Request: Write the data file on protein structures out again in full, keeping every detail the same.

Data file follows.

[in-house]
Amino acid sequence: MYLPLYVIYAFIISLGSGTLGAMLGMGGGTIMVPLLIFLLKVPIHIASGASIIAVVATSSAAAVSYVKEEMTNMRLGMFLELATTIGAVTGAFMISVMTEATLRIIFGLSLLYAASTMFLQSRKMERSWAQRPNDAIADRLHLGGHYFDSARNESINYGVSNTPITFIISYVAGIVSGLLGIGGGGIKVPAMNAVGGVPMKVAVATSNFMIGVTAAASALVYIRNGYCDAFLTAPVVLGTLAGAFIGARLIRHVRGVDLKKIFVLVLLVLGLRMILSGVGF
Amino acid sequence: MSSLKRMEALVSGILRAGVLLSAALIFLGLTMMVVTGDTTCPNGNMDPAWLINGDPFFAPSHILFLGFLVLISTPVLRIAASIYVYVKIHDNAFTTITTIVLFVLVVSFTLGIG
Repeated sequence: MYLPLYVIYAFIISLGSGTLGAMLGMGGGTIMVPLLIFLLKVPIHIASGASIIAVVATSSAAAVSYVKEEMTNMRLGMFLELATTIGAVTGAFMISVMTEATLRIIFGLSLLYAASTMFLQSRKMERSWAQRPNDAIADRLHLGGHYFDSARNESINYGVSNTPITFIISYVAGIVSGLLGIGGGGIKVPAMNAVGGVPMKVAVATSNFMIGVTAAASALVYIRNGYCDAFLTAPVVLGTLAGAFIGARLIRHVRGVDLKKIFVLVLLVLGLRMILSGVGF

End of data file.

[in-house]
Amino acid sequence: MYLPLYVIYAFIISLGSGTLGAMLGMGGGTIMVPLLIFLLKVPIHIASGASIIAVVATSSAAAVSYVKEEMTNMRLGMFLELATTIGAVTGAFMISVMTEATLRIIFGLSLLYAASTMFLQSRKMERSWAQRPNDAIADRLHLGGHYFDSARNESINYGVSNTPITFIISYVAGIVSGLLGIGGGGIKVPAMNAVGGVPMKVAVATSNFMIGVTAAASALVYIRNGYCDAFLTAPVVLGTLAGAFIGARLIRHVRGVDLKKIFVLVLLVLGLRMILSGVGF
Amino acid sequence: MSSLKRMEALVSGILRAGVLLSAALIFLGLTMMVVTGDTTCPNGNMDPAWLINGDPFFAPSHILFLGFLVLISTPVLRIAASIYVYVKIHDNAFTTITTIVLFVLVVSFTLGIG
Repeated sequence: MYLPLYVIYAFIISLGSGTLGAMLGMGGGTIMVPLLIFLLKVPIHIASGASIIAVVATSSAAAVSYVKEEMTNMRLGMFLELATTIGAVTGAFMISVMTEATLRIIFGLSLLYAASTMFLQSRKMERSWAQRPNDAIADRLHLGGHYFDSARNESINYGVSNTPITFIISYVAGIVSGLLGIGGGGIKVPAMNAVGGVPMKVAVATSNFMIGVTAAASALVYIRNGYCDAFLTAPVVLGTLAGAFIGARLIRHVRGVDLKKIFVLVLLVLGLRMILSGVGF